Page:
Effect of hospital size and on-call arrangements on intrapartum and early neonatal mortality among low-risk newborns in Finland

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http://hdl.handle.net/10138/223904

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Karalis , E , Gissler , M , Tapper , A-M & Ulander , V-M 2016 , ' Effect of hospital size and on-call arrangements on intrapartum and early neonatal mortality among low-risk newborns in Finland ' , European Journal of Obstetrics, and Gynecology ,and Reproductive Biology , vol. 198 , pp. 116-119 . https://doi.org/10.1016/j.ejogrb.2015.10.020

Title: Effect of hospital size and on-call arrangements on intrapartum and early neonatal mortality among low-risk newborns in Finland
Author: Karalis, Elina; Gissler, Mika; Tapper, Anna-Maija; Ulander, Veli-Matti
Other contributor: University of Helsinki, Department of Obstetrics and Gynecology
University of Helsinki, Department of Obstetrics and Gynecology


Date: 2016-03
Language: eng
Number of pages: 4
Belongs to series: European Journal of Obstetrics, and Gynecology ,and Reproductive Biology
ISSN: 0301-2115
DOI: https://doi.org/10.1016/j.ejogrb.2015.10.020
URI: http://hdl.handle.net/10138/223904
Abstract: Objective: To evaluate the influence of delivery unit size and on-call staffing in the performance of low-risk deliveries in Finland. Study design: A population-based study of hospital size and level based on Medical Birth Register data. Population was all hospital births in Finland in 2005-2009. Inclusion criteria were singleton births (birth weight 2500 g or more) without major congenital anomalies or birth defects. Additionally, only intrapartum stillbirths were included. Birthweights and maternal background characteristics were adjusted for by logistic regression. Main outcome measures were intrapartum or early neonatal mortality, neonatal asphyxia and newborns' need for intensive care or transfer to other hospital and longer duration of care. On-call arrangements were asked from each of the hospitals. Results: Intrapartum mortality was higher in units where physicians were at home when on-call (OR 1.25; 95% CI 1.02-1.52). A tendency to a higher mortality was also recorded in non-university hospitals (OR 1.18; 95% CI 0.99-1.40). Early neonatal mortality was twofold in units with less than 1000 births annually (OR 2.11; 95% CI 0.97-4.56) and in units where physicians were at home when on-call (OR 1.85; 95% CI 0.91-3.76). These results did not reach statistical significance. No differences between the units were found regarding Apgar scores or umbilical cord pH. Conclusion: The differences in mortality rates between different level hospitals suggest that adverse outcomes during delivery should be studied in detail in relation to hospital characteristics, such as size or level, and more international studies determining obstetric patient safety indicators are required. (C) 2016 Elsevier Ireland Ltd. All rights reserved.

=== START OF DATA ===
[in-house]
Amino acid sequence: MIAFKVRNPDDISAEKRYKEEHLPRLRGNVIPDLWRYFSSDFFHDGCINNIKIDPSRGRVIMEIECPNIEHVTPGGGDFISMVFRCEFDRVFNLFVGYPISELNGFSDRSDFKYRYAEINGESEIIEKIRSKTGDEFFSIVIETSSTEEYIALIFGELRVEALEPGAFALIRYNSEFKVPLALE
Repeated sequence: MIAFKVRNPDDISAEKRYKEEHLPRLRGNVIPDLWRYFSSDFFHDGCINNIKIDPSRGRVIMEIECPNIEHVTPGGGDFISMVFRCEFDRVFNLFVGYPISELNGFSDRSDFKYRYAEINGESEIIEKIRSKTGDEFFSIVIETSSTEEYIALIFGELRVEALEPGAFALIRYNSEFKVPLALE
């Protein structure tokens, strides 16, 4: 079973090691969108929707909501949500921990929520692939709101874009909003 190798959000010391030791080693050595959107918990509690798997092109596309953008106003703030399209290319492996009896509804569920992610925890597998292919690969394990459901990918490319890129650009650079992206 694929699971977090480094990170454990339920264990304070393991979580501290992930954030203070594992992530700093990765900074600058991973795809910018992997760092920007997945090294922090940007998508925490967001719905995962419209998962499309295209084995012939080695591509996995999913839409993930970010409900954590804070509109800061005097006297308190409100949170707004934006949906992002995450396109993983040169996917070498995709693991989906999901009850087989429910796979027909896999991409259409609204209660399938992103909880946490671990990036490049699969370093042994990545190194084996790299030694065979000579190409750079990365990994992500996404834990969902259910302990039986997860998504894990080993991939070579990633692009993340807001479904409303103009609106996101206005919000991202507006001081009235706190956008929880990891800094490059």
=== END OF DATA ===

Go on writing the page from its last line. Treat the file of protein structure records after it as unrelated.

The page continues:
Subject: Perinatal mortality
Intrapartum mortality
Early neonatal mortality
Neonatal asphyxia
Maternity hospitals
BIRTH-WEIGHT INFANTS
LEVEL HOSPITALS
DELIVERY UNITS
VOLUME
CARE
INDICATORS
REGISTER
QUALITY
EVENTS
SWEDEN
3123 Gynaecology and paediatrics
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